> one of the cams to 16.7 kn before it broke. That's 111% of it's rated
>strength. Thats a lot!
>
>I may have a fat arse but I think they a probably strong enough to hold
>it!
>
>Steve - I was thinking exactly the same thing, although a can of Baygon
>may have been cheaper.
>
>Yes, if I have to bail off something I think I'd prefer to leave one of
>these than a camalot. 15kn should be strong enough to abseil off. Even
>with my fat arse!

The same article I believe showed that brand name cams failed significantly higher than there rated max. (more than the 111% of the ukranian cams)

However it is not strength that is my biggest concern about these it quality control. I don't want to be climbing on cams im 98% sure will perform as intended.

As Aliens cams have showed even the more famous manufacturers can FAIL to implement decent quality control. Significant injuries have rusulted from Alien cam failure due to this.

I would not be wanting to be bailing off one of these cams if that is the only piece. That said I would trust these things before I trust Aliens.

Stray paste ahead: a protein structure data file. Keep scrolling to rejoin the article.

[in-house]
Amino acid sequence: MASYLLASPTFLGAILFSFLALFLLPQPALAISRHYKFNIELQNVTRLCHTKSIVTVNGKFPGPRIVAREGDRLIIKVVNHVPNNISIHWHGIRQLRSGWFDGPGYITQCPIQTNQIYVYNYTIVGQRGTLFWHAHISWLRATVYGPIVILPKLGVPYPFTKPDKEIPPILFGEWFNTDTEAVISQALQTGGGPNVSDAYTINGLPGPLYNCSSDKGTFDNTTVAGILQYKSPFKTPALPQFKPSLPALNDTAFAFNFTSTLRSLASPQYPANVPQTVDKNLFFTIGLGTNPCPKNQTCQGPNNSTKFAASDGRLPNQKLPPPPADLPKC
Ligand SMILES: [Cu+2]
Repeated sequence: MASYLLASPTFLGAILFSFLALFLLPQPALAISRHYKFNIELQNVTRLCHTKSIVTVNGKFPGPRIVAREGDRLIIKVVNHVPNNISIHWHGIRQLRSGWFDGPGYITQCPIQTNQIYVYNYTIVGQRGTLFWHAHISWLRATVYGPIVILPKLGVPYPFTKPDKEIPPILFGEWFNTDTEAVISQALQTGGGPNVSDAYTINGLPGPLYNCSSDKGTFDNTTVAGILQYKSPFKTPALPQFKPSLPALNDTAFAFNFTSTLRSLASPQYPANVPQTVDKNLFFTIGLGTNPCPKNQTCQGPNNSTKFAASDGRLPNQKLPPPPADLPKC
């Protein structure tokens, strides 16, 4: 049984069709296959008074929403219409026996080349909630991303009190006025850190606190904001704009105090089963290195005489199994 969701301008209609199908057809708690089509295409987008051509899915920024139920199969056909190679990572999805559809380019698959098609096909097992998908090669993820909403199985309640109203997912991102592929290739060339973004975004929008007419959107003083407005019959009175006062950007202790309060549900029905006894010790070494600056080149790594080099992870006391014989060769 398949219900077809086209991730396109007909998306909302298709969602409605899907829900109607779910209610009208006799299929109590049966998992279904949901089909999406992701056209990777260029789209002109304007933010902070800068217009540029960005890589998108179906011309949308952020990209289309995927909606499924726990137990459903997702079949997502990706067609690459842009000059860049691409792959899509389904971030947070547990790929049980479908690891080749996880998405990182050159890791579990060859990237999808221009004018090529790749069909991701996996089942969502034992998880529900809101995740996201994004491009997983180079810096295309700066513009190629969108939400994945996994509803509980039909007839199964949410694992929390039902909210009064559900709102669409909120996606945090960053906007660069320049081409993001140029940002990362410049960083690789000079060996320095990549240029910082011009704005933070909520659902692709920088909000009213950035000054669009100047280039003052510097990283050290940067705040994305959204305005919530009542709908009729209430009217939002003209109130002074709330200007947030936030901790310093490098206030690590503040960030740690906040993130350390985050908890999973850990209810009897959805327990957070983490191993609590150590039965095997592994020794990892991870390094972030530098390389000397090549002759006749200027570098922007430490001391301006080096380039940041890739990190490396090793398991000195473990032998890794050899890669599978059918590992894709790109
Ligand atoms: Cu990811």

nmonteith
15/08/2007
1:07:40 PM
On 14/08/2007 wallwombat wrote:
>Kezza - Didn't you read the quote from the American guy who pull tested
> one of the cams to 16.7 kn before it broke. That's 111% of it's rated
>strength. Thats a lot!

One random guy testing one unit is hardly what i call proper quality control! Every batch needs to be
tested...

wallwombat
15/08/2007
2:32:24 PM
The site I bought them off said they are tested and certified by Ukrainian National Scientific Certification in Kiev and they will send translated copies of the certification.

But I guess no one will believe that.

Anyway, I don't really care.

You should see their wall hammers. Ouch!

I gotta get one.

kezza
15/08/2007
4:36:53 PM